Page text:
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In some instances, the Crown will offer a diversion, or direct accountability, instead of seeking a criminal conviction. Although ‘diversion’ is not finding guilt, it may require offenders to accept responsibility and not all criminal charges are eligible for diversion.


Diversion is an alternative method of reparation instead of traditional sentencing such as fines or imprisonment. It gets the name because the offender is diverted out of the Court system. Instead of the sentence being determined by the Court, the Crown or sometimes a direct accountability worker that operates arms-length away from the Crown’s office decides the terms of diversion.

Although the Crown may offer a diversion when they initially screen the file, a criminal lawyer may be able to negotiate a diversion plan during pre-trial. For most adults, the likelihood of diversion is higher for first-time offenders on less serious charges. However, diversions are more common in cases involving mental health or young offenders.

Special considerations for young offenders are provided more regularly in the Youth Criminal Justice Act. The goal of the YCJA focuses more on rehabilitation and reintegration than on punishment.

Still, there is a growing demand for alternatives to prison sentences for adults as well. Diversion programs and other alternatives have the potential to reduce costs and offer greater rehabilitation.

Typical diversion programs involve activities such as community service, counselling (ex. Anger management, addiction), or charitable donations.


All kinds of criminal charges are technically eligible for diversion. The decision is usually based more on the situation and the circumstances of the defendant themselves rather than the specific offence. However, its use is generally limited to less severe charges.

Some of the most common criminal charges for diversion include such offences as Theft Under $5000, Fraud Under $5000, shoplifting, and perhaps solicitation of prostitution.


Ultimately, the decision of whether to offer or accept a diversion program is up to the Crown Attorney. While they do look at the offence itself, they also examine a number of other factors including:

  • Criminal record
  • Interactions with police (cooperation during arrest and past dealings)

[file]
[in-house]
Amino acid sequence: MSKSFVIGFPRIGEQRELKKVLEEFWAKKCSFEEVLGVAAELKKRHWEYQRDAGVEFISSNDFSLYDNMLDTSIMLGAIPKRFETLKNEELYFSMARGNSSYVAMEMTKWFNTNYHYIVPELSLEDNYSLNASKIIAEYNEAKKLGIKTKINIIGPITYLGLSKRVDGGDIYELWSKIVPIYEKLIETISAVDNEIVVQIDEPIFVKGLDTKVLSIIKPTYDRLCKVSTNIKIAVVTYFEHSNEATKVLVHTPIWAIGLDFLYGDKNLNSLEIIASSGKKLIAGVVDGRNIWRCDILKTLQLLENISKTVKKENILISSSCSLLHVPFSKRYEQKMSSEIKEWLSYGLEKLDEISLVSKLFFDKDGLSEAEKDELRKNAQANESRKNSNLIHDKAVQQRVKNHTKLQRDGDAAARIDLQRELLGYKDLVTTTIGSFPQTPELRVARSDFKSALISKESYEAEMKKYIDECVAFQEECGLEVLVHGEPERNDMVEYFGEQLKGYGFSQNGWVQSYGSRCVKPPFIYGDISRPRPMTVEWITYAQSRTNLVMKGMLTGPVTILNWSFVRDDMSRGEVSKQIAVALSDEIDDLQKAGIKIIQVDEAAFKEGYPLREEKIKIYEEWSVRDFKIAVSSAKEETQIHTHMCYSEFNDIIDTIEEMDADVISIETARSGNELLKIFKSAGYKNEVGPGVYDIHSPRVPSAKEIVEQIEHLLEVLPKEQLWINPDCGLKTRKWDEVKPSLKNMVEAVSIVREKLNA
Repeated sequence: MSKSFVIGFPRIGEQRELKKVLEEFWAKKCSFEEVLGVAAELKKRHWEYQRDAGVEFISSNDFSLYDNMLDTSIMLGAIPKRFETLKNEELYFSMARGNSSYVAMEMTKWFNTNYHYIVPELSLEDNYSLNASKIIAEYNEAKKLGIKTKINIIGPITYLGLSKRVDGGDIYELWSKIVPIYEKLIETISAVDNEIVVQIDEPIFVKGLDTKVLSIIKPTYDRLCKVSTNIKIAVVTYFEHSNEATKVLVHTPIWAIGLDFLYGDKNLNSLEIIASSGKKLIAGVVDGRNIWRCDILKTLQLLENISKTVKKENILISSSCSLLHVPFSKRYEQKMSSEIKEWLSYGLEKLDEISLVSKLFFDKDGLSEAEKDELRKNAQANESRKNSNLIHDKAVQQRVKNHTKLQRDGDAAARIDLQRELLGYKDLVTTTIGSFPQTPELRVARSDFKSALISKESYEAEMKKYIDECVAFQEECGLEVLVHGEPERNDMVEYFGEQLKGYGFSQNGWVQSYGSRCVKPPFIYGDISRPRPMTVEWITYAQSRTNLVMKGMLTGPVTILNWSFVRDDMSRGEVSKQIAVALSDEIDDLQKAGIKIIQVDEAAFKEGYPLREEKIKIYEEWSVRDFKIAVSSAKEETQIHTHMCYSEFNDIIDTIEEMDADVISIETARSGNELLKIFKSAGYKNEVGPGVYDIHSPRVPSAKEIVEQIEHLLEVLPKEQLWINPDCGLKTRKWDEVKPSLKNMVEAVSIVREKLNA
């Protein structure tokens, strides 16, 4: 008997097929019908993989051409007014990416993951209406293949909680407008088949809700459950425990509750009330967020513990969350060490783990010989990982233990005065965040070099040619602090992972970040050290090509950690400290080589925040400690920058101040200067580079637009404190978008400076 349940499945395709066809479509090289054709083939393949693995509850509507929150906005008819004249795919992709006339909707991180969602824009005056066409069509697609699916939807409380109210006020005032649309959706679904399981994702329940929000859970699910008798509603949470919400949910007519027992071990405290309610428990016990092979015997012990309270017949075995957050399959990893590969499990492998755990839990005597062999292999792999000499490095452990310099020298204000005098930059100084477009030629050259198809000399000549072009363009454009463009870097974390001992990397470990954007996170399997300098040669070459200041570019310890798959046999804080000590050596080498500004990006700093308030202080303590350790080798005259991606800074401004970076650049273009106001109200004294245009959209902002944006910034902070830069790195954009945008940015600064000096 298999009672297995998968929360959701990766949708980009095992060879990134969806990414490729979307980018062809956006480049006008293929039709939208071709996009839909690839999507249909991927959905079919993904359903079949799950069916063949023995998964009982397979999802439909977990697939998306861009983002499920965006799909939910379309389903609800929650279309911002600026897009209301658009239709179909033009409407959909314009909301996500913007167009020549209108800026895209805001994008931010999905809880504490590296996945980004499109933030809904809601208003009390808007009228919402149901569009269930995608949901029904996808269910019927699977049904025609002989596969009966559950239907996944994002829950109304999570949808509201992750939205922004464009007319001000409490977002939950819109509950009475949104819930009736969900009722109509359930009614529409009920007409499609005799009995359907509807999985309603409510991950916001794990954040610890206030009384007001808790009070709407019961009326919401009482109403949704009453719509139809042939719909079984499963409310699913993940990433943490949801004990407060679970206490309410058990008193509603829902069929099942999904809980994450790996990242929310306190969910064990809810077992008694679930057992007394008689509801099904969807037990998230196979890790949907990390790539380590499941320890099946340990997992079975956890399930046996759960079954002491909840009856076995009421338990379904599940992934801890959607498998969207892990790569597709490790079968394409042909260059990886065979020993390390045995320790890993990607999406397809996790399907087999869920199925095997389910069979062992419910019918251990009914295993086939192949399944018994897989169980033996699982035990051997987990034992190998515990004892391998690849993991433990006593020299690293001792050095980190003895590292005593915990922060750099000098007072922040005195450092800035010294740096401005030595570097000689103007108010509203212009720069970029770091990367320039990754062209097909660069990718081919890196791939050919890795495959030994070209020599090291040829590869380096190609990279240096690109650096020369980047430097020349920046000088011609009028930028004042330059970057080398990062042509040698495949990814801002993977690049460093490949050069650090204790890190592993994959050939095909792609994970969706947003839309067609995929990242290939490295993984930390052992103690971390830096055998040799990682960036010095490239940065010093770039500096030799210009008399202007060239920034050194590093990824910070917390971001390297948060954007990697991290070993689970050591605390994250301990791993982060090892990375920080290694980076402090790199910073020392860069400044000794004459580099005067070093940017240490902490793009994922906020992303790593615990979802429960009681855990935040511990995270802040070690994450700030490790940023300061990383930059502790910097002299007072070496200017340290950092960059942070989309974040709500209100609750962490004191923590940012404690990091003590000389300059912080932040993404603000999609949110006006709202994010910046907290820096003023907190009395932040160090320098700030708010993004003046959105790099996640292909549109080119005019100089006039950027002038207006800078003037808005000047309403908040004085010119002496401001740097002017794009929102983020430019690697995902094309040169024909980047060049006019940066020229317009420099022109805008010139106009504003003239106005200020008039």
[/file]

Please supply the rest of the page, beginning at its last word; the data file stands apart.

• Severity of offence
  • Willingness to accept responsibility
  • Wishes of the victim(s)
  • Severity of the offence

As well, they may also consider the cost of prosecuting the case. For a less serious offence that is difficult and expensive to prove, a diversion may be preferred. This saves the Crown time, money, and resources that they can use on higher priority cases.

If the right conditions are met, the Crown may offer or accept a filing for diversion.

Can I Dispute A File Deemed Ineligible?

Although diversion may not be initially offered, or the initial screening of a case may be determined ineligible, it is still possible to receive one. After the initial view, a criminal lawyer can attempt to convince the Crown that an accused is a good candidate for diversion.


If an agreement to accept diversion is made the terms of the program are made and Court is adjourned. It then falls upon the offender to complete the terms of the diversion, often within a set reasonable time period.

Once the terms of the diversion are complete (i.e… completing required community service hours), and the Crown is satisfied, the charges are withdrawn. An accused can then request that the police destroy their fingerprints and photographs.

In theory, the terms diversion, including accepting responsibility for the offence, cannot be used against the accused in future Court proceedings.

If, however, an accused person fails to meet or prove the terms of the diversion the Crown may pursue the original charges.


If you are offered – or hope to seek – diversion you should hire a criminal lawyer. They can appear on your behalf and perhaps negotiate a better agreement with the Crown. As well, they can assure that the charges are properly withdrawn, receiving certified documentation and requesting the destruction of records and identification.

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